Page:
News summary from San Francisco’s Mission Bay neighborhood

New affordable housing development

Bridge Housing Corporation, with funding from the San Francisco Redevelopment Agency, is opening the Mission Walk apartments, the first affordable condos and townhouses for sale in Mission Bay. They’re holding an open house November 1 from 11 a.m. to 1 p.m.

Units cost anywhere between $159,000 and $303,000, depending on income and unit size. A family of four must earn no more than $94,300 to qualify to purchase affordable housing.

Bridge Housing is currently reviewing the 646 applications it received for the 131 units at Mission Walk, according to spokesperson Lyn Hakita.

Three other affordable developments in Mission Bay provide apartments and condos, but only for rent: Mission Creek Senior Community and Crescent Cove on Berry Street, and Rich Sorro Commons on King Street.

That means 131 units for sale and 543 for rent. The rentals are also full. Constructed affordable housing accounts for 28 percent of the 2,385 units built, according to the San Francisco Redevelopment Agency.

There are 6,000 residential units total planned for Mission Bay.

UC San Francisco starts pre-hospital demolition

In preparation for hospital construction, UCSF will begin demolition of a huge warehouse on 3rd Street and Mariposa, as well as the neighboring two-story office building.

An abatement contractor will first remove asbestos, which UCSF expects to take two months. The actual demolition will be just two weeks. The concrete foundation will be removed later in 2010 to make way for site preparation for the UCSF hospital.

A San Francisco police department SWAT team took advantage of the empty buildings to host a training two weeks ago, to the surprise of farmers’ market customers, many of whom were startled by the loud flash bangs – which reverberated through the UC campus from two blocks away.

Aerial view of the warehouse.

Just a few weeks left for fresh produce at Mission Bay

It’s your last chance to get farm fresh apples and other produce at Mission Bay for the season. The farmers’ market’s closing Nov. 25 and won’t be back until spring, according to the farmers’ market manager Kelly Toomey.

Currently its 18 vendors are still doing steady, though not brisk, business. Toomey says it’s normal for markets to slow down in the fall. UCSF staff, construction workers, and residents from the Dogpatch and Bayview neighborhoods will lose one of the few nearby sources of farm fresh produce.

State stem cell institute doles out nearly $40 million

The California Institute for Regenerative Medicine provided nearly $20 million for a diabetes research team including Jeffrey Bluestone, director of the UC San Francisco Diabetes Center, as well as Michael German, Matthias Hebrok, and Qizhi Tang, as well as Novocell, Inc.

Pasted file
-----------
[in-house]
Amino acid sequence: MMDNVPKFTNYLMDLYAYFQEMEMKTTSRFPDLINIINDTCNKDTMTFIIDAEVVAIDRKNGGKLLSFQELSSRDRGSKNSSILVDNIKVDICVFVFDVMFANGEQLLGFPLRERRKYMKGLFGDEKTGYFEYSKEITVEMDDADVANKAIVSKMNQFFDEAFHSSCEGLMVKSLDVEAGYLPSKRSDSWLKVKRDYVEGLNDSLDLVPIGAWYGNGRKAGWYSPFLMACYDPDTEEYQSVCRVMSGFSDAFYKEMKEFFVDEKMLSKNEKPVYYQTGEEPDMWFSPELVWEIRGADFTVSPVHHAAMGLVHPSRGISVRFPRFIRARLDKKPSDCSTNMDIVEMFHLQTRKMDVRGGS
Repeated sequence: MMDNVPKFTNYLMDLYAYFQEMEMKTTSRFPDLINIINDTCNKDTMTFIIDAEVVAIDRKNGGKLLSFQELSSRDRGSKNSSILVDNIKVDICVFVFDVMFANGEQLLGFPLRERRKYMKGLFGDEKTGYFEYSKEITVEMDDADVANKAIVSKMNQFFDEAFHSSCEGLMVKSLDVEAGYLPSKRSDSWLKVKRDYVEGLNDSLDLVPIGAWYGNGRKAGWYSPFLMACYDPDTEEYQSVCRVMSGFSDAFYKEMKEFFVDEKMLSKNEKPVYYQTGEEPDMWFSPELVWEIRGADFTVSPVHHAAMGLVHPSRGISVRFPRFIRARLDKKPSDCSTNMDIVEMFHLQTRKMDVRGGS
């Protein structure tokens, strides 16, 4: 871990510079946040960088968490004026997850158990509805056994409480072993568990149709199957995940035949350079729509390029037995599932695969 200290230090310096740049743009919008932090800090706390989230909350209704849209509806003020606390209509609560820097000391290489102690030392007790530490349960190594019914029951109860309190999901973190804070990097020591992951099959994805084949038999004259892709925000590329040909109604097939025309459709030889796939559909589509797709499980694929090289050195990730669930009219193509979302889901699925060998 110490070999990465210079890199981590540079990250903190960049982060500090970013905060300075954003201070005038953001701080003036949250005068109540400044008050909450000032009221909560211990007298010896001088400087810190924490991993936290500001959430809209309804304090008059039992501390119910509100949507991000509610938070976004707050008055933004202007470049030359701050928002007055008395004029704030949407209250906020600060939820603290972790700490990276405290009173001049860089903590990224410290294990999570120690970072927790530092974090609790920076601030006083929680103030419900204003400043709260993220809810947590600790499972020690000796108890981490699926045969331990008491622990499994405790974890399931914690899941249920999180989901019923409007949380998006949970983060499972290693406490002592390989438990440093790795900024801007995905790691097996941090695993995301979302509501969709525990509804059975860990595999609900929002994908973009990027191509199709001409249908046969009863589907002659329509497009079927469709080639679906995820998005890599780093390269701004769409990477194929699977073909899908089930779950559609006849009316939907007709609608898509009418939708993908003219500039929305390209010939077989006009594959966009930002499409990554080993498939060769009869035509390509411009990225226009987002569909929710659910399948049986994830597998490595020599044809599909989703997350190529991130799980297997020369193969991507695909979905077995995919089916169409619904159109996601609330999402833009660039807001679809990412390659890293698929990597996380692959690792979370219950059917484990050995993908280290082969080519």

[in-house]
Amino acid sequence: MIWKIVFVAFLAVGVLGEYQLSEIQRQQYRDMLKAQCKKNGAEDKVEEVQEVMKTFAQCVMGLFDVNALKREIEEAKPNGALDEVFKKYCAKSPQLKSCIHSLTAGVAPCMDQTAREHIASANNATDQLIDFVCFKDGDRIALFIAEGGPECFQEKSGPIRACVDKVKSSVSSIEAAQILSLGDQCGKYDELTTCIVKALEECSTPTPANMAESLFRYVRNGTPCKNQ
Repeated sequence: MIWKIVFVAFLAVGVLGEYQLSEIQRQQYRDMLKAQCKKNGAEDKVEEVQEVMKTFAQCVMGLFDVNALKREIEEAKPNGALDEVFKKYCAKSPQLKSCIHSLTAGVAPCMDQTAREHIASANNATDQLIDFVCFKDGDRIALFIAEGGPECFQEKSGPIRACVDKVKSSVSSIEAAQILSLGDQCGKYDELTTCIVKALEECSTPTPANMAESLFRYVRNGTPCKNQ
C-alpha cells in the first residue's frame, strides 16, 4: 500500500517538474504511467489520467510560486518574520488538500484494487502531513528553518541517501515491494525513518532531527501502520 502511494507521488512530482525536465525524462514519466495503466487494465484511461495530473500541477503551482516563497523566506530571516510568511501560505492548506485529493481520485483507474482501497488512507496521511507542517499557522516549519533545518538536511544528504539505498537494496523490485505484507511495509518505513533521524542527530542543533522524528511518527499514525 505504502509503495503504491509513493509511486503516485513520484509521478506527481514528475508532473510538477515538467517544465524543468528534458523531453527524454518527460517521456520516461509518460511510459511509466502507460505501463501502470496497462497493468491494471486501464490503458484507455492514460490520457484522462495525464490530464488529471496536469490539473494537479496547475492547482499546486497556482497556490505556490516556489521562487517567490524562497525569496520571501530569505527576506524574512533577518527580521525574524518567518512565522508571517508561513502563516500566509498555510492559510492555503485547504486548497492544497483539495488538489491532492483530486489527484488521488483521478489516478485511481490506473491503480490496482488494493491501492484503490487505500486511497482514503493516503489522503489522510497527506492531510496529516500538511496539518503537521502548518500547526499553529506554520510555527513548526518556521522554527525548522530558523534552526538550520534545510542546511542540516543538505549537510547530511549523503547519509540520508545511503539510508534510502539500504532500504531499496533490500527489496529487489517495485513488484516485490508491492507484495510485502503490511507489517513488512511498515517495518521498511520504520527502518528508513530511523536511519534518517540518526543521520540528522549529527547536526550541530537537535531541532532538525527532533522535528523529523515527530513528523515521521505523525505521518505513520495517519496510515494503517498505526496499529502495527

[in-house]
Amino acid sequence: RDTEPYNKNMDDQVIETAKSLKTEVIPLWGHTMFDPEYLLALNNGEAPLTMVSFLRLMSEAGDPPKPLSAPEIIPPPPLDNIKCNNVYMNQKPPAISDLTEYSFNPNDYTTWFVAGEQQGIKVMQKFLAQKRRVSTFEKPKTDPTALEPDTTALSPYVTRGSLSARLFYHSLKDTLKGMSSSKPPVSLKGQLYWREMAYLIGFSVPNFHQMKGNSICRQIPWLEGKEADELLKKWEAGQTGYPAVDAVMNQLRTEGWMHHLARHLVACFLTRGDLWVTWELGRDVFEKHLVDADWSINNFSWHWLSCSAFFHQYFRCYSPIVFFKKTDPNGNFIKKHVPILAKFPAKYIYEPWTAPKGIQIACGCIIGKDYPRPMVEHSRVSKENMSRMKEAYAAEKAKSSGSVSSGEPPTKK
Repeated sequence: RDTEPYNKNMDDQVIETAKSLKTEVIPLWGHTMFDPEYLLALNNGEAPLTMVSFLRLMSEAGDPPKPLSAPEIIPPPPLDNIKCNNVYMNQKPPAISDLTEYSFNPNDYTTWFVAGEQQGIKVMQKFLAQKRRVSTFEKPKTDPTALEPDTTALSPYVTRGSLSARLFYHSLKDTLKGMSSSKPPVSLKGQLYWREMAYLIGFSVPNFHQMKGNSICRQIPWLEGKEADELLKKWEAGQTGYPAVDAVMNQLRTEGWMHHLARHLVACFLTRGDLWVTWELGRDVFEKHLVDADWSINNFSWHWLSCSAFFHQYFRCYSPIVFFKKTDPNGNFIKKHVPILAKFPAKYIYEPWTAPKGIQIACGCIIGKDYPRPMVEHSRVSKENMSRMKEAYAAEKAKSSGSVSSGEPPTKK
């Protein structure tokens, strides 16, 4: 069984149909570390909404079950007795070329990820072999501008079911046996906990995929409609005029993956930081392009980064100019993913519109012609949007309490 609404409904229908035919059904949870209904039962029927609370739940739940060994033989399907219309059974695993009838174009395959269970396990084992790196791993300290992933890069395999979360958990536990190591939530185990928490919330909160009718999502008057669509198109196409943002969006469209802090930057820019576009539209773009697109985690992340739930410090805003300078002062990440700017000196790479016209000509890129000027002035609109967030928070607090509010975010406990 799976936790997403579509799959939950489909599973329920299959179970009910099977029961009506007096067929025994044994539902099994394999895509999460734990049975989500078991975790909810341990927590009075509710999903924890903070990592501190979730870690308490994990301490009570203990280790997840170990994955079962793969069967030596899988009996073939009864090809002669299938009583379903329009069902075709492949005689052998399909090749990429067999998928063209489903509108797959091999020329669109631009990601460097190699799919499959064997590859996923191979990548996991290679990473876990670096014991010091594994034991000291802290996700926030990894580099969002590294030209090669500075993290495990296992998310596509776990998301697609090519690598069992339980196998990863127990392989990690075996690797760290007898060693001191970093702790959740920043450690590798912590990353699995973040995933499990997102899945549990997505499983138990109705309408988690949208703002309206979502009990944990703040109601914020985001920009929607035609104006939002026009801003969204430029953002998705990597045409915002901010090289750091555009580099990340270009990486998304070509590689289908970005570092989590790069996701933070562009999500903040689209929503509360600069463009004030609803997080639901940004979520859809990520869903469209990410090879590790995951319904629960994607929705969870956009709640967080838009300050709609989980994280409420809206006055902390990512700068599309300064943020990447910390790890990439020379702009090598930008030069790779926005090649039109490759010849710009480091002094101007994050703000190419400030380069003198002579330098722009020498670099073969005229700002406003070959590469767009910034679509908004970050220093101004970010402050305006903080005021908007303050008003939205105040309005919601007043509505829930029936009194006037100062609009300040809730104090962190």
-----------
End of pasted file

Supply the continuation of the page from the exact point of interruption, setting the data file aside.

Roughly $19 million goes to brain tumor research led by UCSF Neurosurgery director Mitchel Berger, in collaboration with Ludwig Institute for Cancer Research and Burnham Institute for Medical Research. Other researchers and doctors involved in the project include C. David James, Tomoko Ozawa, Russell Pieper, Mei-Yin Polley, Michael Prados, and Elizabeth Read.

The institute, located in Mission Bay North, was formed after California’s Proposition 71 passed in 2004, setting aside $3 billion for stem cell research.

QB3 and venture capital fund for baby biotechs

Mission Bay Capital LLC has launched a venture capital fund for biotech at the California Institute for Quantitative Biology, or QB3, and UCSF. The $7.4 million Mission Bay Capital Fund was formed to give small life sciences companies seed money – in the $500,000 range – as well as attract further investment to fledgling life sciences.

Biotech recipients will be considered for funding on the bases of viability and social benefit, according to UC San Francisco’s press release.

The fund is being managed by Regis Kelly, QB3 director, and Douglas Crawford, associate executive director. It will accept philanthropic donations as well as cash from corporate investors.

Twenty percent of profits – obtained when companies are sold or go public – will be returned to the fund for other Mission Bay Capital investments.

Circus is in town

Cirque du Soleil’s Ovo will be in Mission Bay starting Nov 27 and staying through January.

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Anrica is a science reporter and twice Cal grad, with a degree in engineering and a master of journalism. She's a Bay Area native and lives in Oakland. She's enjoyed wide-ranging professional endeavors, including shoveling manure, researching human signaling proteins, volunteering in a leprosy hospital, using an atomic force microscope, and modeling the electricity grid.

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